Posts Tagged ‘soluble fiber’

More Health Benefits of Dietary Fiber

Two More Benefits of Fiber

(This part is continuation of the previous article)

The soluble forms of fiber have value in control of blood cholesterol and blood sugar. Fruits, vegetables, beans, and oat bran are good sources of these forms of fiber.

The soluble fibers don’t lower blood cholesterol nearly as much as the cholesterol’s sources raise it. But a diet rich in fruits and vegetables has a mild cholesterol-lowering effect, thanks to the fiber. Lower blood cholesterol, of course, means lower rates of heart disease.

These soluble forms of fiber have also revolutionized the treatment of diabetes. New research has shown that a high-fiber diet helps diabetics control their blood sugar better than the diets used in the past. Their insulin requirements often drop on a high-fiber diet. Changes in insulin doses should be made only on a doctor’s instructions.

Fiber’s ability to keep the blood sugar under control may very well help people who do not have diabetes. A low-fiber meal can cause the blood sugar level to rise quickly, then drop abruptly. Headaches, hunger, and irritability can set in as a result.

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2 comments - What do you think?  Posted by JavaHealth - March 18, 2010 at 6:03 am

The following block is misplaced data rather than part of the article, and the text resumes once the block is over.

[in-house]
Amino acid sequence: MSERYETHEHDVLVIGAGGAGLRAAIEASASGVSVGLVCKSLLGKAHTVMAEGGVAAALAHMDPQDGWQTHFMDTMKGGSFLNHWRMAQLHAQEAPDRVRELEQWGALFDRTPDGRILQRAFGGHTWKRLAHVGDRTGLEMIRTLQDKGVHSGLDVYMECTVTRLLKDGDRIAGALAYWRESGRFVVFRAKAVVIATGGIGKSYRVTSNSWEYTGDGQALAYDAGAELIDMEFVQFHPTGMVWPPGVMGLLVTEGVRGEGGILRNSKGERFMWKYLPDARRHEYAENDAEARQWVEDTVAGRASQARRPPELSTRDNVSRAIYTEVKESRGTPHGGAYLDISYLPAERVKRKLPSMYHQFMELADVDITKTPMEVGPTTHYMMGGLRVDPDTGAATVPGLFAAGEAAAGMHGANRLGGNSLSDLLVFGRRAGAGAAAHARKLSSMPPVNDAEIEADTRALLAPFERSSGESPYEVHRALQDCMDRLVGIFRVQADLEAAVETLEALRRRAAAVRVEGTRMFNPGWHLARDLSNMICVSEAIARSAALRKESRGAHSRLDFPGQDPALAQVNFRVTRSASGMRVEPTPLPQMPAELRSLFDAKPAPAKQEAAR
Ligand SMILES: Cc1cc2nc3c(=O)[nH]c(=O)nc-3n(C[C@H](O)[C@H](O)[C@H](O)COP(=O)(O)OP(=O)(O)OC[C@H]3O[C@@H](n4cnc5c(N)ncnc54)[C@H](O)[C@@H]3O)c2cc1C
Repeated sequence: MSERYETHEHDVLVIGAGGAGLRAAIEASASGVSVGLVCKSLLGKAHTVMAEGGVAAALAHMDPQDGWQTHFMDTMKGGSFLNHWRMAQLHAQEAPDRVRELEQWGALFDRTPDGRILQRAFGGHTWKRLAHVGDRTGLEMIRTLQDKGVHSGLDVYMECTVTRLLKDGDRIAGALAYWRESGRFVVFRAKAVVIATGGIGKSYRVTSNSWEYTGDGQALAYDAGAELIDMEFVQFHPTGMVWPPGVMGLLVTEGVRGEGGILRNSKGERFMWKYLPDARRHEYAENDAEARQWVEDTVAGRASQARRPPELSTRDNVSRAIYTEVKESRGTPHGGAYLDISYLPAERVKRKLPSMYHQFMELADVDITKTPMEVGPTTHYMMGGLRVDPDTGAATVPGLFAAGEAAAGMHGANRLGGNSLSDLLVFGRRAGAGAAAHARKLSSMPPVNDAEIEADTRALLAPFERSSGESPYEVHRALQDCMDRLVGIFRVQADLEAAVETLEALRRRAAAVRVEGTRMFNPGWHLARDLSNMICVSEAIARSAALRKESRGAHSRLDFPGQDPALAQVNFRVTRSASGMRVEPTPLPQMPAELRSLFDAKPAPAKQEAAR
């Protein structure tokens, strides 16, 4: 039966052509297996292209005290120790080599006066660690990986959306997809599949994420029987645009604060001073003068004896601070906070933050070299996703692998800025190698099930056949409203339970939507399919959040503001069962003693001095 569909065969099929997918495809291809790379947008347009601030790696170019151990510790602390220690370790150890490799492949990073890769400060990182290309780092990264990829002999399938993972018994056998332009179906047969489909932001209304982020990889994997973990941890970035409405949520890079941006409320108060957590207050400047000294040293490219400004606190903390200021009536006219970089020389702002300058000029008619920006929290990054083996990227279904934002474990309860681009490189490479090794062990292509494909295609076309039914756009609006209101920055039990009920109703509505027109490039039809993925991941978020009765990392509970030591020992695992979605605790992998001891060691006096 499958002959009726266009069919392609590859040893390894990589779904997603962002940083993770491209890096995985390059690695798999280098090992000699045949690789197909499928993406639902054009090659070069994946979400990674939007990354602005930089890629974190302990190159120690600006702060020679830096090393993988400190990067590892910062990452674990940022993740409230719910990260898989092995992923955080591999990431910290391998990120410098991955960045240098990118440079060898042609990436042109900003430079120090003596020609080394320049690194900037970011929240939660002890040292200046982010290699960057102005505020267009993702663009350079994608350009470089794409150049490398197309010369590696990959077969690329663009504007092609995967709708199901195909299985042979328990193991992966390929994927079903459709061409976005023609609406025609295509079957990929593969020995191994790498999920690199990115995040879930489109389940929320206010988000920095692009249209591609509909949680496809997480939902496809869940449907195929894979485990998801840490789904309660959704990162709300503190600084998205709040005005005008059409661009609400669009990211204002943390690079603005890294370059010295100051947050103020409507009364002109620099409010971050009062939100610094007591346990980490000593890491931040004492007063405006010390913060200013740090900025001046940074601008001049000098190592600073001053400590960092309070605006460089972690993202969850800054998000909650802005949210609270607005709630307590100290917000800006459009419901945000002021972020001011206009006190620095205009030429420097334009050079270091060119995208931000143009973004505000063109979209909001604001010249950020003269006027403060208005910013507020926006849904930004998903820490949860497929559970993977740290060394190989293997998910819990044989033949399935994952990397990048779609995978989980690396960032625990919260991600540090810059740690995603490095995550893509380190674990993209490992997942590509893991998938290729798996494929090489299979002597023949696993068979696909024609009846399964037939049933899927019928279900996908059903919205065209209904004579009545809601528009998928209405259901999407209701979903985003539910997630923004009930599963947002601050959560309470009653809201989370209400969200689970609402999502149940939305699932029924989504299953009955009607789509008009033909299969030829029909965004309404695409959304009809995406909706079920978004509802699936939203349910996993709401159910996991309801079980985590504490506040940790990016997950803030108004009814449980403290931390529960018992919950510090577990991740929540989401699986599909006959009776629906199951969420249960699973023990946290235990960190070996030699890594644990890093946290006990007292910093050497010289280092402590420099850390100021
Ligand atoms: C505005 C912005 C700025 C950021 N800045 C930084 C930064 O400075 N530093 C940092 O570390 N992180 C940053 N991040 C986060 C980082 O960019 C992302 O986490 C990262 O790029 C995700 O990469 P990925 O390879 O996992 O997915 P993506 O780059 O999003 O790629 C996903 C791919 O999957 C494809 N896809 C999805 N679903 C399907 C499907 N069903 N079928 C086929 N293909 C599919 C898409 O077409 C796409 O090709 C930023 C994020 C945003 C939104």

Categories: NATUROPATHY, NUTRITION   Tags: , , , , , ,

Dietary Fiber Prevents You from Cancer, Part II

More Whole Grain Ideas

(The previous story of fiber)

Of course, there are whole grain foods other than those that we think of as cereals.

Here are some ideas for whole grain foods that go well with lunch and dinner or make good snacks:

  1. for lunch : whole wheat or rye bread
  2. for dinner : brown rice, millet, bulghur wheat (as in tabouli)
  3. for snacks : graham crackers, rye wafers, or whole wheat crackers

All of these foods are moderate sources of insoluble fiber.

A Matter of Milling

You may be surprised to see brown rice and whole wheat bread described as only moderate sources of fiber. These foods contain less fiber than is commonly believed.

Brown rice, for example, has only a moderately higher fiber content than white rice. The difference amounts to about 1.5 grams per half cup of cooked rice.
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26 comments - What do you think?  Posted by JavaHealth - March 16, 2010 at 12:39 am

Categories: Cancer, NUTRITION   Tags: , , , , ,